A line of migrants at the border crossing between Ciudad Juarez and El Paso
Migrants arrive at a gate in the border fence after crossing from Ciudad Juarez, Mexico, into El Paso, Texas, in 2023.
Credit: The Associated Press
Published On: June 20, 2023

Every minute, 20 people leave behind their homes, their loved ones, and their livelihoods to escape war, persecution, or terror, according to the United Nations. Of the 108.4 million forcibly displaced people, an estimated 43.3 million (40%) are children below 18 years of age, and a further 1.8 million children are born as refugees.

On this day, World Refugee Day, we recognize the mass movement of people leaving their homes to seek safety, security, and well-being in countries around the world and here in Canada. They are vulnerable. Some make it safely, but others perish in the attempt, as we saw last week when an overcrowded boat sank off the shores of Greece. No women or children—often the most vulnerable refugees—are thought to have survived this horrible tragedy.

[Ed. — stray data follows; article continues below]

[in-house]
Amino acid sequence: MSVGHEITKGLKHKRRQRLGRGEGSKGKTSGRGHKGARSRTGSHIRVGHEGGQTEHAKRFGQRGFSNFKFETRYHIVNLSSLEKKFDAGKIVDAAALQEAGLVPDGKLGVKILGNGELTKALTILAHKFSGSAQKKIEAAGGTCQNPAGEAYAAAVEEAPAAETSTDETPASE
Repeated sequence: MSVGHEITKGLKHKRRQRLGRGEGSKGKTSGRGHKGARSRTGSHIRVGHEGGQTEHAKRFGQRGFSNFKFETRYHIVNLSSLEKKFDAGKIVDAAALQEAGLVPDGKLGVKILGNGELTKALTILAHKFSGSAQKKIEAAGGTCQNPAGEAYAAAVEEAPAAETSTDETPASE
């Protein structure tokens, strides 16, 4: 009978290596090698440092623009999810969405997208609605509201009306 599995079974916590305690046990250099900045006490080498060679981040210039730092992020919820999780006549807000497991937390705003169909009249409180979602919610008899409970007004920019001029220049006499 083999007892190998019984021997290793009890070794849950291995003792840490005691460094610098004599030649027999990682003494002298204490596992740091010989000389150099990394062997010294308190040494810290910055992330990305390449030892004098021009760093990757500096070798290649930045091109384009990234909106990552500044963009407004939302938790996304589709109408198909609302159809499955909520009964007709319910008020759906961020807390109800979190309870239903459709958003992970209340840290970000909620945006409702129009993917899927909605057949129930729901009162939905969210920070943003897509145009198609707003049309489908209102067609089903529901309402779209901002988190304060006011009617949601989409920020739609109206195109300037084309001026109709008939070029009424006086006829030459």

The global movement of people—refugees, asylum seekers, internally displaced people, those who are stateless, and those who are returned—highlights the need to reach out with care, love, and resources. Every day is a good day to support refugees seeking safety. Today is an occasion to educate and advocate with our governments to protect the refugees crossing our borders, no matter how or where they enter.

We reiterate our disappointment in the Supreme Court’s decision on Friday to uphold the Safe Third Country Agreement, despite the Court knowing and recognizing that the United States is not a safe country for refugees. The safety mechanisms that are in place at our border are not accessible for some who are trying to cross. Those who flee danger and persecution have an internationally protected right to seek safety, and they also have the right to have their refugee claims assessed fairly.

We must actively protect and fight for their rights.

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